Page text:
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Credit: CC0 Public Domain

A community-randomized clinical trial of the Children’s Healthy Living Program (CHL), based at the University of Hawaiʻi at Mānoa, seeking to sustainably prevent and decrease overweight and obese young children and to improve health in the U.S.-affiliated Pacific region, has decreased overweight and obesity prevalence among Pacific Island children.

The rates of obesity and type 2 diabetes among adults in the Pacific are among the highest in the world. Prevention is needed, and starting in childhood is the best time for prevention because and type 2 diabetes track into adulthood. Obesity among in the U.S.-affiliated Pacific region jurisdictions was 14 percent in 2013.

CHL researchers aimed to change the context in which child overweight and obesity occurs by building strong partnerships for action within communities. Nineteen activities addressed policy, environment, messaging, training and targeted six behaviors (sleep time, screen time, , fruits and vegetables, water and sugar-sweetened beverages).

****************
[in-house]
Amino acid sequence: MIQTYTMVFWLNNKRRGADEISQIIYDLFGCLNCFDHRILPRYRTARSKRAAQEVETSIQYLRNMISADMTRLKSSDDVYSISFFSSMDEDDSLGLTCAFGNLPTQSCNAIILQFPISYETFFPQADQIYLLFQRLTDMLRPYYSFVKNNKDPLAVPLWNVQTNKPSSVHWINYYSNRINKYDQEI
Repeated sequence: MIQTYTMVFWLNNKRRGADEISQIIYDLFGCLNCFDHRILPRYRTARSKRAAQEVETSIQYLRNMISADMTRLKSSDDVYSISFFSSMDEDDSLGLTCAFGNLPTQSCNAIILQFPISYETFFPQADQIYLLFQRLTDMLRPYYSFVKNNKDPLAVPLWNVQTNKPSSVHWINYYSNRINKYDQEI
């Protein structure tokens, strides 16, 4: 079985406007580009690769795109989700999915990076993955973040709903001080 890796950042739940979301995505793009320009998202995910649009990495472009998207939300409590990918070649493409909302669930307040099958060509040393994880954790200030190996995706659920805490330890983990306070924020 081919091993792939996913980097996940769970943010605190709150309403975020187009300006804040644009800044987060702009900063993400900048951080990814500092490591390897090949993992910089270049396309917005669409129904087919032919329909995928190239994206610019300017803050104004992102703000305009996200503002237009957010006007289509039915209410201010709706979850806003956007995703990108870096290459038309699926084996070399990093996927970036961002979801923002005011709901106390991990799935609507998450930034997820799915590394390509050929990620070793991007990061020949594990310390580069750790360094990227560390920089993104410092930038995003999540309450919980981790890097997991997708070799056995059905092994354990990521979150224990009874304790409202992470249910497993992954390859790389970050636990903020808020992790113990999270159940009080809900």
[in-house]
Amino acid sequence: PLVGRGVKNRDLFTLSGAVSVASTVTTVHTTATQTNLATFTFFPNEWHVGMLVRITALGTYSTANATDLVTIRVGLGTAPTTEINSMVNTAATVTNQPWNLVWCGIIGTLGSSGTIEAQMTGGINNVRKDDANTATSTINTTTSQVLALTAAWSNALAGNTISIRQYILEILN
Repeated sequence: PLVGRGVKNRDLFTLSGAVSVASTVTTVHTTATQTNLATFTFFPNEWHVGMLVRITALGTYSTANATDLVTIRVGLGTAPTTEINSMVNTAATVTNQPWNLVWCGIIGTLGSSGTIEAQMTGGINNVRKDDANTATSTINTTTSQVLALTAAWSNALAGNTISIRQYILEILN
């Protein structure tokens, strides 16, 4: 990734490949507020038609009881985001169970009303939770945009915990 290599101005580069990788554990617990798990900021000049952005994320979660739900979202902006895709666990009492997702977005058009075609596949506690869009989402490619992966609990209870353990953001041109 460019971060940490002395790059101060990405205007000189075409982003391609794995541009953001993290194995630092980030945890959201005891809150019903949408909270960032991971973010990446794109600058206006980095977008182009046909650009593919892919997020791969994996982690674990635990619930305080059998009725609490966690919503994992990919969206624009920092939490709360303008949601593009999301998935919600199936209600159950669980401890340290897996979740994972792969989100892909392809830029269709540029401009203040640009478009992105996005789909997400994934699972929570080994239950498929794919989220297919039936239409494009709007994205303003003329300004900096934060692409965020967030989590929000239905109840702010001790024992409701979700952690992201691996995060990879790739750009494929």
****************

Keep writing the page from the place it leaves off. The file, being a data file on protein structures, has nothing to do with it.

Among 27 communities and 8,371 children in the community-randomized clinical trial, the CHL decreased overweight and by 3.95 percent among children ages 2 to 8 years.

Primary outcomes measured were community prevalence of overweight and obesity of young children. Secondary outcomes were prevalence of acanthosis nigricans (a skin condition that can indicate diabetes), sleep quality and duration, changes in dietary intake and increased physical activity.

“The intervention reduced the prevalence of young child overweight and and acanthosis nigricans,” said Rachel Novotny, principal investigator of the CHL trial and director of the Children’s Healthy Living Center of Excellence in the College of Tropical Agriculture and Human Resources. “Programs that strengthen community networks for healthy living are needed to improve child health in the U.S.-affiliated Pacific region.”


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More information:
Effect of the Children’s Healthy Living Program on Young Child Overweight, Obesity, and Acanthosis Nigricans in the US-Affiliated Pacific Region. A Randomized Clinical Trial JAMA Netw Open. 2018;1(6):e183896. DOI: 10.1001/jamanetworkopen.2018.3896

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